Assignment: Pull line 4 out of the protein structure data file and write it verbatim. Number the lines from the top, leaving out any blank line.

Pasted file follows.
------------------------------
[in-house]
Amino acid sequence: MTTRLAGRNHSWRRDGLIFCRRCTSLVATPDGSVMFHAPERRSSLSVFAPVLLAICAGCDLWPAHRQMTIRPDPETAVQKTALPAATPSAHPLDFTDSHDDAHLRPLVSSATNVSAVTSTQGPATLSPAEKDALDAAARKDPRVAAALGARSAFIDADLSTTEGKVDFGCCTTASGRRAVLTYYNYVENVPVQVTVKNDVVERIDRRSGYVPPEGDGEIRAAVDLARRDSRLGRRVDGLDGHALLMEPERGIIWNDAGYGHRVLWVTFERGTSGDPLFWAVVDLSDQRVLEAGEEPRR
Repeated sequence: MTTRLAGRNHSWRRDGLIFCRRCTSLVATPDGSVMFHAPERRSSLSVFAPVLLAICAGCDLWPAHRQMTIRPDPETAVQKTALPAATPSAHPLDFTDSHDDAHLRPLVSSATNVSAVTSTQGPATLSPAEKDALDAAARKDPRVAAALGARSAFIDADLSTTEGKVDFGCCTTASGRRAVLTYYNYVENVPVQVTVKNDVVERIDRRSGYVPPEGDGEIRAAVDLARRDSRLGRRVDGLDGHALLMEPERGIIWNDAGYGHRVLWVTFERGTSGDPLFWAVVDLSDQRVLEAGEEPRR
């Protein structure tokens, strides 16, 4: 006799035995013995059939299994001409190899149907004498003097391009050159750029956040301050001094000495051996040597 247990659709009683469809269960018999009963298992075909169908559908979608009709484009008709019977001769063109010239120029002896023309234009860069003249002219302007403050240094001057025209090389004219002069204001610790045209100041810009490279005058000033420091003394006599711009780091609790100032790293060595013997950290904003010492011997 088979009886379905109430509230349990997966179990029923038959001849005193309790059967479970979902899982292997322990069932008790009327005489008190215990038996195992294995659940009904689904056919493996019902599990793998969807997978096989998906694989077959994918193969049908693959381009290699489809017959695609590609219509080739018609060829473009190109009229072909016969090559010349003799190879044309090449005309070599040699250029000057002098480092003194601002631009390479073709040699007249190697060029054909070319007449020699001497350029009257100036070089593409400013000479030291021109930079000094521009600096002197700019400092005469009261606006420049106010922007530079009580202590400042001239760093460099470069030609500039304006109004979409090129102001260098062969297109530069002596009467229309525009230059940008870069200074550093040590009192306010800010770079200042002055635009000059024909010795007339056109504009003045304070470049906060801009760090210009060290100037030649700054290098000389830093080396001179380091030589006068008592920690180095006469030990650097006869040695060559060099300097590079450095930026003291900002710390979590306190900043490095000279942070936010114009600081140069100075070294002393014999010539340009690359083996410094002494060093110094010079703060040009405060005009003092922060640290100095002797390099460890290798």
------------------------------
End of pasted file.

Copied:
């Protein structure tokens, strides 16, 4: 006799035995013995059939299994001409190899149907004498003097391009050159750029956040301050001094000495051996040597 247990659709009683469809269960018999009963298992075909169908559908979608009709484009008709019977001769063109010239120029002896023309234009860069003249002219302007403050240094001057025209090389004219002069204001610790045209100041810009490279005058000033420091003394006599711009780091609790100032790293060595013997950290904003010492011997 088979009886379905109430509230349990997966179990029923038959001849005193309790059967479970979902899982292997322990069932008790009327005489008190215990038996195992294995659940009904689904056919493996019902599990793998969807997978096989998906694989077959994918193969049908693959381009290699489809017959695609590609219509080739018609060829473009190109009229072909016969090559010349003799190879044309090449005309070599040699250029000057002098480092003194601002631009390479073709040699007249190697060029054909070319007449020699001497350029009257100036070089593409400013000479030291021109930079000094521009600096002197700019400092005469009261606006420049106010922007530079009580202590400042001239760093460099470069030609500039304006109004979409090129102001260098062969297109530069002596009467229309525009230059940008870069200074550093040590009192306010800010770079200042002055635009000059024909010795007339056109504009003045304070470049906060801009760090210009060290100037030649700054290098000389830093080396001179380091030589006068008592920690180095006469030990650097006869040695060559060099300097590079450095930026003291900002710390979590306190900043490095000279942070936010114009600081140069100075070294002393014999010539340009690359083996410094002494060093110094010079703060040009405060005009003092922060640290100095002797390099460890290798």